Galileo spreads its wings
Deployment of the solar wings on the latest Galileo satellite is shown being checked at ESA’s technical hub in the Netherlands. The navigation satellite’s pair of 1 x 5 m solar wings, carrying more than 2500 state-of-the-art gallium arsenide solar cells, will power the satellite during its 12-year working life.
A counterweighted rig supports the deployment, otherwise the delicate fold-out wings – designed for the weightlessness of space – would crumple under the pull of Earth gravity.
With the first four Galileo ‘In-Orbit Validation’ satellites already in orbit, this is the first of the rest of Europe’s satnav constellation.
These ‘Full Operational Capability’ satellites provide the same operational services as their predecessors, but they are built by a new industrial team: OHB in Bremen, Germany build the satellites with Surrey Satellite Technology Ltd in Guildford, UK contributing the navigation payloads.
There are also a lot more of them: this satellite is only the first of 22 ordered from OHB. It arrived at ESA’s ESTEC research and technical centre in Noordwijk in mid-May to begin a rigorous campaign of testing in simulated launch and space conditions, guaranteeing its readiness for launch.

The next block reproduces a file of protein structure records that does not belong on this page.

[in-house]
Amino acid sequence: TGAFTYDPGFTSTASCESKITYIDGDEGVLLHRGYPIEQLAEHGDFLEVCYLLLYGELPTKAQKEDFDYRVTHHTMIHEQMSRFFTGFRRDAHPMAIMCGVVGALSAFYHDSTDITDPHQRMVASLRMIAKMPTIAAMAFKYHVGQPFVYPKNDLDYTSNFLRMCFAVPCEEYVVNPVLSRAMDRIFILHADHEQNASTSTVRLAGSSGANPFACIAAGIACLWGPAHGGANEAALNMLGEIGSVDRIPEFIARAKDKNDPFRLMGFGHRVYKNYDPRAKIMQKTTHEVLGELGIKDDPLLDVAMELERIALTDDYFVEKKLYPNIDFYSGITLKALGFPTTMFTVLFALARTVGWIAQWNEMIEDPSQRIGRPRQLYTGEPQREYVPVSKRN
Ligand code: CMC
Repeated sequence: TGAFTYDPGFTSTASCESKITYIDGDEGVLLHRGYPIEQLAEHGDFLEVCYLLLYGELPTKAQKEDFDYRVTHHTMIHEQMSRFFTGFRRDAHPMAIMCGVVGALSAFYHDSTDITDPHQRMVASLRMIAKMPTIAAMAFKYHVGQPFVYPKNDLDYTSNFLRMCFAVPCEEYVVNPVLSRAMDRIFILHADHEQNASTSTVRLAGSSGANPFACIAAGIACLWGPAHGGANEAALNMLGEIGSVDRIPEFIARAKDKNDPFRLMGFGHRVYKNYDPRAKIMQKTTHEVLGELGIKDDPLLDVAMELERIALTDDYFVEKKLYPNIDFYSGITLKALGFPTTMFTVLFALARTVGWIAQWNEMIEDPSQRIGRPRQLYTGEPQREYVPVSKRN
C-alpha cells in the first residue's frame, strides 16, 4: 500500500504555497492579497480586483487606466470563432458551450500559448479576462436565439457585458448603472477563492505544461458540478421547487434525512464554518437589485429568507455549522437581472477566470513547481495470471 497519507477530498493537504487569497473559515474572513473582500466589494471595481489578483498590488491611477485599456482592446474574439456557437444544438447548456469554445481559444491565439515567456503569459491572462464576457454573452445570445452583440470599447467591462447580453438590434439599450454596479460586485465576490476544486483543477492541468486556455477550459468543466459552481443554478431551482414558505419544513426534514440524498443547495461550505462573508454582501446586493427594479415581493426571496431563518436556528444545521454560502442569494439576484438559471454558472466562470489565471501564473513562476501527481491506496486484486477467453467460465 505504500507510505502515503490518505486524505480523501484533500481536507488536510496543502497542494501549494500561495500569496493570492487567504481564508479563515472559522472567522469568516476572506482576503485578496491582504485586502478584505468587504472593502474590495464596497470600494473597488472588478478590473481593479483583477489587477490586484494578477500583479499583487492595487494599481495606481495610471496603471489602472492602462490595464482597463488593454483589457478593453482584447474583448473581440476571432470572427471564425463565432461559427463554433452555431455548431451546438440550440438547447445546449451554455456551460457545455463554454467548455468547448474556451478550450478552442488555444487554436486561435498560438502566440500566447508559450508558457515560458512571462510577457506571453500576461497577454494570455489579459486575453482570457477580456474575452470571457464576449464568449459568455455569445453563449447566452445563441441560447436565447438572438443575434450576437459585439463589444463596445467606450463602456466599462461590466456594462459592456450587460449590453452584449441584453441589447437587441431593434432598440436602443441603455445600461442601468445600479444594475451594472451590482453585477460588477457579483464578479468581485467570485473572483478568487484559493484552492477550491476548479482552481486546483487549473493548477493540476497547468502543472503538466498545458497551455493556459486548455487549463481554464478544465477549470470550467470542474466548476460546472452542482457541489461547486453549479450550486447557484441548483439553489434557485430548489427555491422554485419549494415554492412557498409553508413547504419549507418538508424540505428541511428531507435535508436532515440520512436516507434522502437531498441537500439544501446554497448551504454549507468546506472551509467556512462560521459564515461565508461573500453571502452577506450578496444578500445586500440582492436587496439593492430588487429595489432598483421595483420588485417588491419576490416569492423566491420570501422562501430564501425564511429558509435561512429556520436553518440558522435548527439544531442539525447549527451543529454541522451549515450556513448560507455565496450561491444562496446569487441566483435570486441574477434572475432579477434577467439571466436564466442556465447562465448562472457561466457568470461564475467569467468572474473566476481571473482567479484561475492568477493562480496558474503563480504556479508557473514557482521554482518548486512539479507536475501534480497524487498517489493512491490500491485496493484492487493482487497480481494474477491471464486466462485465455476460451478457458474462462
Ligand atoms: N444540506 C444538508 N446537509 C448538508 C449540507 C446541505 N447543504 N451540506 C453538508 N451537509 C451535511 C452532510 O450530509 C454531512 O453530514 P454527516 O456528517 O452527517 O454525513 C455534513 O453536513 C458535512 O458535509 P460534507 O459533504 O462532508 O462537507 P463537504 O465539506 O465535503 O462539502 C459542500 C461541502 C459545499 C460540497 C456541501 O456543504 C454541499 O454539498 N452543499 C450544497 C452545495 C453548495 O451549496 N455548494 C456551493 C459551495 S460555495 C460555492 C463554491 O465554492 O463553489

The very first test performed on the satellite once it came out of its container was a System Compatibility Test Campaign, linking it up with the Galileo Control Centres in Germany and Italy and ground user receivers as if it was already in orbit.
Galileo’s wings with 30%-efficient solar cells were fitted at the end of June, supplied by Dutch Space in nearby Leiden.
Future satellites will have their wings fitted at OHB before coming to ESTEC, but this first satellite offered an opportunity for Dutch Space engineers to train their OHB counterparts in the procedure.
“The 22 Galileo FOC satellites are being produced and tested on a batch production basis, which is a new way of working for ESA,” explained Jean-Claude Chiarini, overseeing FOC satellite procurement for the Agency.
“The concept is really to set up a steady flow of satellites from OHB to ESTEC and then Kourou for launch over the next few years.
“The first four will undergo full validation testing, checking the underlying design is correct, in order to support the formal ground qualification of the design, with subsequent FOC satellites then going through acceptance testing, concentrating on checking workmanship.”
The FOC satellites, while resembling their predecessors, are designed with this production concept in mind. Hinged modules offer easy access to internal subsystems for rapid repair or potential replacement of units.
The next satellite is due to arrive around the start of August. The battery of simulations includes vibration and acoustic testing, as well as thermal–vacuum testing – submitting them to the airlessness and temperature extremes of space for weeks at a time.